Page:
A recent study by the National Consortium for the Study of Terrorism and Response to Terrorism (START) performed by the University of Maryland at the behest of the Department of Homeland Security concluded that the greatest terrorist threat to America isn’t radical Muslims – it’s right wing radical groups right here in the United States. So the upcoming game in the Battlefield series will feature the most severe terrorist threat to America in exactly that role:
Although it is not due to be released until 2015, conservatives are up in arms about the latest version of a first person shooter video game which will include anti-government Gadsden flag-waving Tea Partiers as bad guys.
Battlefield Hardline, developed by Visceral Games and video game publisher Electronic Arts, was recently premiered at Gamescom gaming convention in Cologne, Germany last week, and word has gotten out that the storyline is built around the player character attempting to shoot his way out after being kidnapped by a crime boss who describes himself as a “one man island of armed sovereignty,” according to Big Hollywood.
The crime boss, named Tony Alpert, is heard speaking about “these once-united states” and the “denigration, the humbling, the tearing down of everything that made this country great.”
Speaking of Alpert, one character is heard to say, “One black president and Tony completely lost his shit.”
According to game reviewers, the “Don’t Tread On Me” Gadsden flags — normally associated with Tea Party protests — can be seen on walls and on the back of jackets of several characters throughout the game.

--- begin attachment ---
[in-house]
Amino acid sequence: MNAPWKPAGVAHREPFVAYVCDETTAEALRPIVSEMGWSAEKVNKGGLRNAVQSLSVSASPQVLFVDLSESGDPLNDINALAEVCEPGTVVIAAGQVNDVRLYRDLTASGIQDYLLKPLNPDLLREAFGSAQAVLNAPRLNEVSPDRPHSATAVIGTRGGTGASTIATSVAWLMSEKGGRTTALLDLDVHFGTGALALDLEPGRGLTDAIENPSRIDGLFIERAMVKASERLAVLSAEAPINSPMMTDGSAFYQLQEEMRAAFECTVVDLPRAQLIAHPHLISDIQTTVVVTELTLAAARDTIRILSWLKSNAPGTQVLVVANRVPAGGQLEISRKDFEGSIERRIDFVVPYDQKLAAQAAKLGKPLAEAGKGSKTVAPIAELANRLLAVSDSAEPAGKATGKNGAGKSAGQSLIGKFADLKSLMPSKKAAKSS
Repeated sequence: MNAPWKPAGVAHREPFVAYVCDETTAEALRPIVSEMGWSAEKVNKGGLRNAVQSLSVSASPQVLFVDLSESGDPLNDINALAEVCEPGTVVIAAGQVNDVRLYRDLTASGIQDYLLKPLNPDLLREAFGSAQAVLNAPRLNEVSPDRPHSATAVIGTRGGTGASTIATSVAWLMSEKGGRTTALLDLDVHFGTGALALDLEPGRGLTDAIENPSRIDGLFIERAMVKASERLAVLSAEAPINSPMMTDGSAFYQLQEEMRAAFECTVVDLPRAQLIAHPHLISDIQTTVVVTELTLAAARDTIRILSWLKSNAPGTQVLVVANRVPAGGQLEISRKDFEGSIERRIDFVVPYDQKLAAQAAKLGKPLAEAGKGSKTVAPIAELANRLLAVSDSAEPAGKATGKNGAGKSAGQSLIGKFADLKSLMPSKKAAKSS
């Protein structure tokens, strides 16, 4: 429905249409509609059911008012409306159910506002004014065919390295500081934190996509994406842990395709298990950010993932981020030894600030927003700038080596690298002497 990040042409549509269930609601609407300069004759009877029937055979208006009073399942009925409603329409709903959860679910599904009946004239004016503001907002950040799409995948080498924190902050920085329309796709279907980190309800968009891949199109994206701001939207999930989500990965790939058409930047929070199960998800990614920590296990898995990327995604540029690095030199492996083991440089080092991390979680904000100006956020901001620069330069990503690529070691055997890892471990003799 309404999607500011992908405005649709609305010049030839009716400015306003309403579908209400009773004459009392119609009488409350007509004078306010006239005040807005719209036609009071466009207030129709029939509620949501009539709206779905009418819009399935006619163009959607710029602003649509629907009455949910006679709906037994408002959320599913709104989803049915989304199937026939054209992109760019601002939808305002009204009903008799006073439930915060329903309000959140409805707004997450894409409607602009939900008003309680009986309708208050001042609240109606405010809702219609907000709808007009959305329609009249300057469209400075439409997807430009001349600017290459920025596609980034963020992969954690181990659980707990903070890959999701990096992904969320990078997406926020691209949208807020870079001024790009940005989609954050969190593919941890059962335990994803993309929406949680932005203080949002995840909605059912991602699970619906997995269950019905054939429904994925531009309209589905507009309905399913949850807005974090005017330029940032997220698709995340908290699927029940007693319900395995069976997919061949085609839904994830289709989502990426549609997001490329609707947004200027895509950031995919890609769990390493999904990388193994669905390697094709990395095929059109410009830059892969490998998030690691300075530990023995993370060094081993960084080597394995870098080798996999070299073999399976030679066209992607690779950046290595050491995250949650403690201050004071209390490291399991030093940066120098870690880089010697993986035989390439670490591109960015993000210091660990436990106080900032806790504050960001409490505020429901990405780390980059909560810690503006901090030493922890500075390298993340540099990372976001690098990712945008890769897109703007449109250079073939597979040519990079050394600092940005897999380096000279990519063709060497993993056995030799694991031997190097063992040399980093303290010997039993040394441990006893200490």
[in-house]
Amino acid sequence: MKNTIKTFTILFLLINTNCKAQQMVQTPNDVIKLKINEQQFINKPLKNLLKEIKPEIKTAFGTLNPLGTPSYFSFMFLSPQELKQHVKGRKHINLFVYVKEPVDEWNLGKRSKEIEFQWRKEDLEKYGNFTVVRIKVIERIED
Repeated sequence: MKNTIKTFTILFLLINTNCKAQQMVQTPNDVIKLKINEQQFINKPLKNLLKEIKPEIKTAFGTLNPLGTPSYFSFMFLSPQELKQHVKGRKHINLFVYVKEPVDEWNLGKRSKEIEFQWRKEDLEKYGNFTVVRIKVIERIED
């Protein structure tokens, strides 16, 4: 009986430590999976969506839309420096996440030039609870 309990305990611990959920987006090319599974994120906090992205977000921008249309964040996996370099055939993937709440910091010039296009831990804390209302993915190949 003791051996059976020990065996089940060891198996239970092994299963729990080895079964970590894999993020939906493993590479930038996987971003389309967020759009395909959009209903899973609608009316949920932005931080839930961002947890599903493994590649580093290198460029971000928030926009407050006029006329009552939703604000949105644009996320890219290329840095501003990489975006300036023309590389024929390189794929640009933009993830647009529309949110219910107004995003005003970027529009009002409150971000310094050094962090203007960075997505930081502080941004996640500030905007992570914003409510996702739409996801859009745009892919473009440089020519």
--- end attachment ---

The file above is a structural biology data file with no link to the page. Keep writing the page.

Conservative broadcaster Glenn Beck expressed dismay at what he called “American constitutionalists and Tea Party people” being made the bad guys in the game.
“Let’s go to the game that has just come out that makes American constitutionalists and Tea Party people the enemy. And you can go and shoot them,” Beck said on his radio show.“Anybody have a problem with this?”
Beck and his guests wondered how younger people will be able to “differentiate” between the bad guys in the video game, and real life Tea Party types.
I know I’ve been throwing Jeremiah Beene’s name around the blog lately, but his expertise on the psychology of mass murderers stems from his research on whether video games produce violence. I’m very lucky to have a direct line to one of the world’s experts on that subject, so I took advantage of it this morning. This is what he sent back:
Yeah, that’s silly and fear-mongering. There is no evidence to suggest people become hostile to ideologies because the antagonists subscribe to it. In fact, sadly, people are pretty bad at learning a whole lot of anything from first-person shooters to date. I think that’ll change soon given more thoughtful games like Bioshock.
So no, I’m not worried about this, and Beck wouldn’t be either if it was some other terrorist threat. If the bad guys were Al Qaeda, Beck would probably even endorse the game, let alone gripe about its supposed potential for creating violence.
“That’s exactly what I thought,” Glenn added. “If Raphe went over to somebody’s house, and they had this… He knows when we’re around that that flag will fly… He knows that we’re members of the Tea Party, if you will. We support it. He goes over and plays that game… ‘Well, wait a minute, My dad believes in some of those things.’ …. What does he think?”
He’ll learn that you back a group that has fantasized publicly about the armed takeover of the United States government – and he wouldn’t be wrong.